I Don't Need a Thing | Revelation 3

Welcome to Real Life. I'm strong and self-sufficient. I've got it covered. I don't need a thing.  Oh, really? 

Laodicea was the wealthiest city in Phrygia during the time of Christ. Laodiceans were not unlike us. Americans hold the richest standard of living in the world. In the book of Revelation, Jesus sends a message to the wealthy Christians of Laodicea:

You say, ‘I am rich. I have everything I want. I don’t need a thing!’[1]

Isn't this where I live? I have plenty of food, shelter and clothing. I don’t need a thing (though I want many things). I don’t need to trust God for my next meal. My refrigerator is full. It’s easier to trust in wealth than in God.

However, Jesus sees from a different perspective. In his eyes, these self-sufficient believers are wretched, pitiful, poor, blind and naked – spiritual beggars. His advice:

… buy gold from me—gold that has been purified by fire. Then you will be rich. Also buy white garments from me so you will not be shamed by your nakedness and ointment for your eyes so you will be able to see. [2]
His prescription is not an easy pill to swallow. Gold is purified through an intense refining process. So is life. I can’t travel very far in life before I encounter trials, hardship, and pain. (My sister had chemotherapy this week for stage 4 breast cancer. My mom is suffering from a wound that won’t heal.) These experiences act as a refining fire. They burn away the distractions. I begin to see what really matters. I cannot purchase love, peace, or good health. When life is easy, prayer feels optional. But when I’m hurting, I need God. When I need God, I am spiritually rich.

I stand naked before my God. He sees beyond my outward self-sufficiency down to my stubborn, sin-stained soul. No matter how hard I try, I keep messing up. That’s why I need Jesus. His blood paid for my sin. He bought white clothes to cover my nakedness. When I get to know and trust him, I begin to see life from his perspective. My eyes are opened. I stop blindly chasing the latest greatest thing this world offers. It only makes me happy for a little while. I begin chasing Jesus’ gifts of pure gold – love, grace, forgiveness, peace, joy, wholeness – gifts that will satisfy me forever.

Jesus’ words are motivated by love. He knows our deepest needs and longs to meet them. He wants to be an integral part of our lives.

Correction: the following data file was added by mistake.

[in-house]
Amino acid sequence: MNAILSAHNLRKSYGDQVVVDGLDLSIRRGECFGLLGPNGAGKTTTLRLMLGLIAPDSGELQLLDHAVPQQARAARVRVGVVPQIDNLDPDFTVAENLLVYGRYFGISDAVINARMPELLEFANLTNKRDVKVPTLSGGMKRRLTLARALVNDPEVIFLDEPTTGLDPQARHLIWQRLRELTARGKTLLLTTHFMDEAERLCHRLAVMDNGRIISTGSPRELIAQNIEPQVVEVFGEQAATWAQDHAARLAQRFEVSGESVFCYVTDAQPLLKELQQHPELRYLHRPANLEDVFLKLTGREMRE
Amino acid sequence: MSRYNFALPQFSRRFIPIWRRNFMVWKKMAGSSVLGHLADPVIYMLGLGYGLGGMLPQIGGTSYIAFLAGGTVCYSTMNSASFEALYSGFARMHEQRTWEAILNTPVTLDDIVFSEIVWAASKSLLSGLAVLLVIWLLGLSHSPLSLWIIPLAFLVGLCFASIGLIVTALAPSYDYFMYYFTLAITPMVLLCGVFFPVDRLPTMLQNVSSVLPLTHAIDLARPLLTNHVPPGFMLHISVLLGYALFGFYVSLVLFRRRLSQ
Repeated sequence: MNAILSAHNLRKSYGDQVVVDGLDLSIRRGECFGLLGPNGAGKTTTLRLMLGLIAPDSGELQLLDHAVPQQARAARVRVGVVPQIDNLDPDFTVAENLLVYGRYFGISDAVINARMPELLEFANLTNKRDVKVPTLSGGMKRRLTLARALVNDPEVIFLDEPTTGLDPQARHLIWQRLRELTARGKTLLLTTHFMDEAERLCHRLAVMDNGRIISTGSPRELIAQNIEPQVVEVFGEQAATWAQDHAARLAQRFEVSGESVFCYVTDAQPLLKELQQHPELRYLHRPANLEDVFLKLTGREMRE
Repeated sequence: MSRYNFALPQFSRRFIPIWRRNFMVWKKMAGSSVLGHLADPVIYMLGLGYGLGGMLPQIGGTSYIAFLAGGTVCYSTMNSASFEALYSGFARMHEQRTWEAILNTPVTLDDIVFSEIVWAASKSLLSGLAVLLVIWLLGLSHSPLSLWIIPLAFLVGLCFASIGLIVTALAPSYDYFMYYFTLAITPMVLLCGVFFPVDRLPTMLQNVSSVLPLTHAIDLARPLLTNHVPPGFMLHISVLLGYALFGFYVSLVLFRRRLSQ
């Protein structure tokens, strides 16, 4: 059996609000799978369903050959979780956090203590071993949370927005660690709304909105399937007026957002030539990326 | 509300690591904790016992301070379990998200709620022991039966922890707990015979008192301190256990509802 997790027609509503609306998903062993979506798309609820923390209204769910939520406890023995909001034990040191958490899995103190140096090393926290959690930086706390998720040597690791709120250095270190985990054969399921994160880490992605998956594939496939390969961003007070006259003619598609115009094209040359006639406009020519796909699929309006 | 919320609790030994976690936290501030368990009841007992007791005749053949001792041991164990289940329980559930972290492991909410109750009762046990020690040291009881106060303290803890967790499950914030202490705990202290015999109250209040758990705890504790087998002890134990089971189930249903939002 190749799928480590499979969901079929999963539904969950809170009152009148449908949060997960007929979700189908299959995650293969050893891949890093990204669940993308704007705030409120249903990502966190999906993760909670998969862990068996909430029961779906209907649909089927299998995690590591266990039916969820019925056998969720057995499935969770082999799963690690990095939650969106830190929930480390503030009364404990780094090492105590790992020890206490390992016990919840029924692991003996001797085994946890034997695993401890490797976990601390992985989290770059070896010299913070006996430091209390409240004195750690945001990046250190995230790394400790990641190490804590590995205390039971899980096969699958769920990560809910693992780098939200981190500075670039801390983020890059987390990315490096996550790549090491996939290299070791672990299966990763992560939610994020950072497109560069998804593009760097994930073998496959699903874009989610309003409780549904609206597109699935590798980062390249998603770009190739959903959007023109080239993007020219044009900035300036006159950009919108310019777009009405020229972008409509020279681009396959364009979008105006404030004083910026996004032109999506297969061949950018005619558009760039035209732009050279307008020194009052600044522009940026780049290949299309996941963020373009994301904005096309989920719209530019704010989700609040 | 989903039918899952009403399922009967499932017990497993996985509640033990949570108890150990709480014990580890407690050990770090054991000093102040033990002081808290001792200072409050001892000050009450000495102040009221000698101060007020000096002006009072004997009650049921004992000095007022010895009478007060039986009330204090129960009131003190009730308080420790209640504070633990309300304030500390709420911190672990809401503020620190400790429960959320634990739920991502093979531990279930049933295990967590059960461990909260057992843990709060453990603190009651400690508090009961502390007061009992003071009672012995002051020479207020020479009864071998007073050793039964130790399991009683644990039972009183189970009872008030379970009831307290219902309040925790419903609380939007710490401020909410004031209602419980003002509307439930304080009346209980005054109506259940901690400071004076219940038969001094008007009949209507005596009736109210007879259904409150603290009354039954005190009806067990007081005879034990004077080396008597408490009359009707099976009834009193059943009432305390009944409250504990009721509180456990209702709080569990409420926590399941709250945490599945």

I correct and discipline everyone I love.
So be diligent and turn from your indifference.

“Look! I stand at the door and knock.
If you hear my voice and open the door,
I will come in, and we will share a meal together as friends.[3]
Jesus is knocking. He wants to come in and share the joys and trials of life with me. Will I let him? Or, will I leave him outside. He never enters uninvited. He knocks and waits.

Dear Jesus, nothing this world offers can satisfy my hungry soul. I need you. I hear you knocking. Please, come in. 

[1] Revelation 3:17a
[2] Revelation 3:18
[3] Revelations 3:19-20
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  1. This is all too true, Peggi. America is the richest nation in the world, but also the unhappiest. Greed cannot be satisfied as I well know. It is a shame that it takes hard times to grow close to Jesus but this has been true in my life so I do not resent or regret any of it. I love to need Him because my own inadequacy is so grievous. Thank you for another gently honest post. Your love shines through your messages.

  2. Thank you, Linnea. I want to know God without needing God - it's impossible. Your words are water to my soul!
    love, peggi

  3. Hi Peggi,

    One of the hardest things to accept in life is the grace of God, because we don't have to do anything for it. It is a gift and we humans steadily strive to earn it. It reminds me of one of my most favourite verses of scripture. You many find it in the book of Romans chapter 5 verse 8. Let me paraphase it the way it has been revealed to me in my heart. God demonstrated that he loves me in that while we were still sinners he gave his only son to die for us. To think that everything that I need is wrapped up in the death and resurrection of Jesus Christ is phenomenal.
    We can only recognize our true needs in life, when we acknowledge the grace of God and in that acknowledgement we realize how much we need Jesus.
    Thank you for an enlightening article.

  4. Thanks, Patricia. Yes, it is phenomenal. So simple, yet I'm still plumbing the depths of God's amazing grace! Thanks for stopping by and writing, dear friend.


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